I am always urging my CEO members to hire, promote and fire to their company’s core values.So what do you do if you haven’t established core values in your company or feel like your company culture has strayed from your original intention?
A good exercise is to get your management team together for the purpose of defining your company’s core values. You do want a good representation, so if your management team is small, then invite others so you have 10 or so in the room. And don’t just settle for inviting long-term employees. Often your newer employees can give you a better idea of what behaviors they are noticing. Be prepared, you may be surprised … and disappointed.
Brainstorm keywords and phrases
Record them on an easel pad or whiteboard. Combine those that represent the same value. Then let everyone vote.
I prefer to give each participant a certain number of sticky dots (available at any office supply store). I suggest giving each person four to six dots since you want to narrow your key core values to no more than six. Have them place a dot by each core value that resonates with them. Only one dot per value. This excess should produce your top six.
Break the group into triads
Small groups allow for more participation. Have them list three to five specific behaviors that might be an example of each of the six. For example, if one of your core values is customer service, an example of a behavior might be returning a customer’s voice message within one hour. Then come together as a group and decide which behaviors you will use as examples to share with the rest of the staff. Now you have specific behaviors that everyone can associate with that are unique to your company.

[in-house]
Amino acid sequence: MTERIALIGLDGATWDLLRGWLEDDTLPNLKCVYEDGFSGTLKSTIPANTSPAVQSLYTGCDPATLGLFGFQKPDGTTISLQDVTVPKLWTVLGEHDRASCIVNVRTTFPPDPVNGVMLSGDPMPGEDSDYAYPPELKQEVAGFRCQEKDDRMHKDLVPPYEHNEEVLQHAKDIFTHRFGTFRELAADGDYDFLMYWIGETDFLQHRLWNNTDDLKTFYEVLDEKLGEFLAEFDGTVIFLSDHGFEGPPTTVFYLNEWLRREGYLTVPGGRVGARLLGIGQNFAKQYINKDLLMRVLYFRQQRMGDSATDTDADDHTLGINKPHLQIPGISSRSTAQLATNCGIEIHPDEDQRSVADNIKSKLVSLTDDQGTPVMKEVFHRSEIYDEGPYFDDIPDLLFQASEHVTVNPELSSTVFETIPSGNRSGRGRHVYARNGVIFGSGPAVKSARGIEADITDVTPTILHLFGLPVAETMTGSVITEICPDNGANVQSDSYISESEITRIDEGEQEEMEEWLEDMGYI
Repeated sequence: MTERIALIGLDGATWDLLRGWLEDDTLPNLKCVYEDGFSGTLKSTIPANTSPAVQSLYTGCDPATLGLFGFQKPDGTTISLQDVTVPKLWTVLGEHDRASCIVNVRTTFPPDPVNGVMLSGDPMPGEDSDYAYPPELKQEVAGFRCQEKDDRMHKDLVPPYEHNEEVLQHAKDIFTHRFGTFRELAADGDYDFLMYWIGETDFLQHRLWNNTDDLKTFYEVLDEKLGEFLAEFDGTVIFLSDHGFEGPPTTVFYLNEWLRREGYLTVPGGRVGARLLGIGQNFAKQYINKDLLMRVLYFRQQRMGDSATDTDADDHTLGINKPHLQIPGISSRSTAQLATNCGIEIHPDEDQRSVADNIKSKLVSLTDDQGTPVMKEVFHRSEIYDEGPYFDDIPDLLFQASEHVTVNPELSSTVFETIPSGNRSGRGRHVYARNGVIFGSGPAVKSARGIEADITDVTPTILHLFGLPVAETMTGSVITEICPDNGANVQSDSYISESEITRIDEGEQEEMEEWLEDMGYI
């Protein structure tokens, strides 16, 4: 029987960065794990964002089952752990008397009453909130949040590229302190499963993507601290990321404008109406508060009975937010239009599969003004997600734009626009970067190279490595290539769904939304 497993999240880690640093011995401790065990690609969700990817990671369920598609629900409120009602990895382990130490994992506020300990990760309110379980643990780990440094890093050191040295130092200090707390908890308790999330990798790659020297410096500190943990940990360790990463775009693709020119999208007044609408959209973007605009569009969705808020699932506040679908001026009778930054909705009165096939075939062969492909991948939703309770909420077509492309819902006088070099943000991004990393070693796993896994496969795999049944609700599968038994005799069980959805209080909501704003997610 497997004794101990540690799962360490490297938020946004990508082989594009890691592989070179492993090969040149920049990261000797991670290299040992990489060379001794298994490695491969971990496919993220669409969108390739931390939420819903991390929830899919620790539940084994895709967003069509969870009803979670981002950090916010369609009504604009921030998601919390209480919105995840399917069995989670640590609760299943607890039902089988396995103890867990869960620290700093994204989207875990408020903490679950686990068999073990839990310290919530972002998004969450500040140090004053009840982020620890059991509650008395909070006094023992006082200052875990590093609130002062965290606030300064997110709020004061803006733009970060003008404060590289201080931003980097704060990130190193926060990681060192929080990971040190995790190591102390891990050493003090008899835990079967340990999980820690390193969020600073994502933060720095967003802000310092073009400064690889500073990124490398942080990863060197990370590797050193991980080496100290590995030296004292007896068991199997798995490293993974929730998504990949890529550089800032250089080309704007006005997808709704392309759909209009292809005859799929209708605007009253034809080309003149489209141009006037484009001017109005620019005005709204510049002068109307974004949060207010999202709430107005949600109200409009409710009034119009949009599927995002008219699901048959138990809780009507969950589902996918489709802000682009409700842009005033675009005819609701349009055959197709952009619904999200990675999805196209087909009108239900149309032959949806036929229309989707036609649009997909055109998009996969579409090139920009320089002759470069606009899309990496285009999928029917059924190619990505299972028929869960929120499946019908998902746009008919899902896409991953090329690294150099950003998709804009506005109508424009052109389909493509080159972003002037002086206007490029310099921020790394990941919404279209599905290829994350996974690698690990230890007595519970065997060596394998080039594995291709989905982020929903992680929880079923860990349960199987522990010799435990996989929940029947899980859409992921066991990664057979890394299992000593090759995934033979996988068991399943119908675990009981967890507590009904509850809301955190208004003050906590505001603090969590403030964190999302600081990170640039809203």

Roll it out to the entire company by holding a companywide meeting
Create posters and post them around the office. When you see someone demonstrating one of your core values, acknowledge them publicly. Many companies use spot bonuses such as a $10 or $20 gift card. Immediate rewards are very powerful. Place your core values on your website, business cards, invoices and emails.
Whenever you have a chance to mention them, do so
What are the risks if you do not have defined core values? Well, there is a saying that a company is a shadow of its leader. Whether you like it or not, your people are watching you. Your behavior sets the bar for what is acceptable in your company. If you don’t approve of certain behaviors ask yourself “Which of my behaviors might indicate that this is acceptable behavior?”
Culture is intentional. You either create what you want or it will evolve into what your employees can get away with. It’s your choice. ●
Pete Michaels is a Chair at Vistage International.